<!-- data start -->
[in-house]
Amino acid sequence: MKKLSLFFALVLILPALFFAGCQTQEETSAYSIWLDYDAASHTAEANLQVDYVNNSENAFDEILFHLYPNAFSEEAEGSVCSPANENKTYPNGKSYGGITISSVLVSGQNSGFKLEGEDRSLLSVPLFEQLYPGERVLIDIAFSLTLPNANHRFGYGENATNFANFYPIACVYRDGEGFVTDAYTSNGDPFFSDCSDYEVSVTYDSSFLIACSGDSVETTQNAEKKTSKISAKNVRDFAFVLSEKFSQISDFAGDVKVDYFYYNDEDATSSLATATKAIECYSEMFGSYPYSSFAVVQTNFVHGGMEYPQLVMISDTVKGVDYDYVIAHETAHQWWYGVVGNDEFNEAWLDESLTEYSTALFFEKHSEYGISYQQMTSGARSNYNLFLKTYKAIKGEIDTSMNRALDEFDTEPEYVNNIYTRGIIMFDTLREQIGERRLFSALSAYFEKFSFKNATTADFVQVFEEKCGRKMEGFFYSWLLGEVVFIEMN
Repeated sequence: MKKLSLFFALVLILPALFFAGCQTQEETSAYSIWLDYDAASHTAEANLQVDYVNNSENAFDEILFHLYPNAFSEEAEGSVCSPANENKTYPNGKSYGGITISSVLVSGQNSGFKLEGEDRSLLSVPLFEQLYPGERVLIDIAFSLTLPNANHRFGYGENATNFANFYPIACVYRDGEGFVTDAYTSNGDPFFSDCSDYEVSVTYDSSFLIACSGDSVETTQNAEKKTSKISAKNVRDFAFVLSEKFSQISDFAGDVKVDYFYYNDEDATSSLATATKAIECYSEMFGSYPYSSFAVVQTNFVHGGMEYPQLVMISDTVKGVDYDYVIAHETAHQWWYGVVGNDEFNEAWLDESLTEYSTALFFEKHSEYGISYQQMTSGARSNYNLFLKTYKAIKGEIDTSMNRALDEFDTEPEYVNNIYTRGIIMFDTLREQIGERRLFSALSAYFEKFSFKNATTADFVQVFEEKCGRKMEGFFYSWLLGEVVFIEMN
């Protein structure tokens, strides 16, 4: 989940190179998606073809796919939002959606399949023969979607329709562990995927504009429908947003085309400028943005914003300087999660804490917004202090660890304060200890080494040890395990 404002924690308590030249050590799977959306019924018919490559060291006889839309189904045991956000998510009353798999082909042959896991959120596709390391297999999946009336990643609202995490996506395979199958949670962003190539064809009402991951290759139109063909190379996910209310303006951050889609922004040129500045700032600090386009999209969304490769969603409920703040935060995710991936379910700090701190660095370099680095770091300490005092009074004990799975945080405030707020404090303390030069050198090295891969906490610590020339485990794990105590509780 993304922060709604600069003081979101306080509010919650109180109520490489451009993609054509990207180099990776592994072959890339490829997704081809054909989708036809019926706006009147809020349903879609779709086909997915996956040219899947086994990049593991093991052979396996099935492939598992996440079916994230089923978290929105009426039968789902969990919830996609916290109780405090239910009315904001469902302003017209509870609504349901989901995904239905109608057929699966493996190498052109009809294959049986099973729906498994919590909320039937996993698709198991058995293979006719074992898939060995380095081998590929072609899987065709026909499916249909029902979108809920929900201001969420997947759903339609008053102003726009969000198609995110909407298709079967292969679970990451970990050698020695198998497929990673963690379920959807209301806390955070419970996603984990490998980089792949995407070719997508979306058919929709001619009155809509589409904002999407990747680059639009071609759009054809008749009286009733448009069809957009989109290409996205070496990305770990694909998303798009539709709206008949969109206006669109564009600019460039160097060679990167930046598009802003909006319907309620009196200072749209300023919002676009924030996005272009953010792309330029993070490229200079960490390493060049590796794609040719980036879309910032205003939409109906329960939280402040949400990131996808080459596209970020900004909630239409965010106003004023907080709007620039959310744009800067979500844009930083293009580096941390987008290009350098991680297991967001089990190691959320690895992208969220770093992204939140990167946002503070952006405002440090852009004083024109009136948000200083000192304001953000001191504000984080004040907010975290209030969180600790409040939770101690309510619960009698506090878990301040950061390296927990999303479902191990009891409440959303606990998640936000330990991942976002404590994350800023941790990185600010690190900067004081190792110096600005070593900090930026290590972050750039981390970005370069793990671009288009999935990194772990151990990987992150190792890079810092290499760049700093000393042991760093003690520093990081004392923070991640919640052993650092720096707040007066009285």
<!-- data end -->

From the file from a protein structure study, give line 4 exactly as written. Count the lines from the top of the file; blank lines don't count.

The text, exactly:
């Protein structure tokens, strides 16, 4: 989940190179998606073809796919939002959606399949023969979607329709562990995927504009429908947003085309400028943005914003300087999660804490917004202090660890304060200890080494040890395990 404002924690308590030249050590799977959306019924018919490559060291006889839309189904045991956000998510009353798999082909042959896991959120596709390391297999999946009336990643609202995490996506395979199958949670962003190539064809009402991951290759139109063909190379996910209310303006951050889609922004040129500045700032600090386009999209969304490769969603409920703040935060995710991936379910700090701190660095370099680095770091300490005092009074004990799975945080405030707020404090303390030069050198090295891969906490610590020339485990794990105590509780 993304922060709604600069003081979101306080509010919650109180109520490489451009993609054509990207180099990776592994072959890339490829997704081809054909989708036809019926706006009147809020349903879609779709086909997915996956040219899947086994990049593991093991052979396996099935492939598992996440079916994230089923978290929105009426039968789902969990919830996609916290109780405090239910009315904001469902302003017209509870609504349901989901995904239905109608057929699966493996190498052109009809294959049986099973729906498994919590909320039937996993698709198991058995293979006719074992898939060995380095081998590929072609899987065709026909499916249909029902979108809920929900201001969420997947759903339609008053102003726009969000198609995110909407298709079967292969679970990451970990050698020695198998497929990673963690379920959807209301806390955070419970996603984990490998980089792949995407070719997508979306058919929709001619009155809509589409904002999407990747680059639009071609759009054809008749009286009733448009069809957009989109290409996205070496990305770990694909998303798009539709709206008949969109206006669109564009600019460039160097060679990167930046598009802003909006319907309620009196200072749209300023919002676009924030996005272009953010792309330029993070490229200079960490390493060049590796794609040719980036879309910032205003939409109906329960939280402040949400990131996808080459596209970020900004909630239409965010106003004023907080709007620039959310744009800067979500844009930083293009580096941390987008290009350098991680297991967001089990190691959320690895992208969220770093992204939140990167946002503070952006405002440090852009004083024109009136948000200083000192304001953000001191504000984080004040907010975290209030969180600790409040939770101690309510619960009698506090878990301040950061390296927990999303479902191990009891409440959303606990998640936000330990991942976002404590994350800023941790990185600010690190900067004081190792110096600005070593900090930026290590972050750039981390970005370069793990671009288009999935990194772990151990990987992150190792890079810092290499760049700093000393042991760093003690520093990081004392923070991640919640052993650092720096707040007066009285």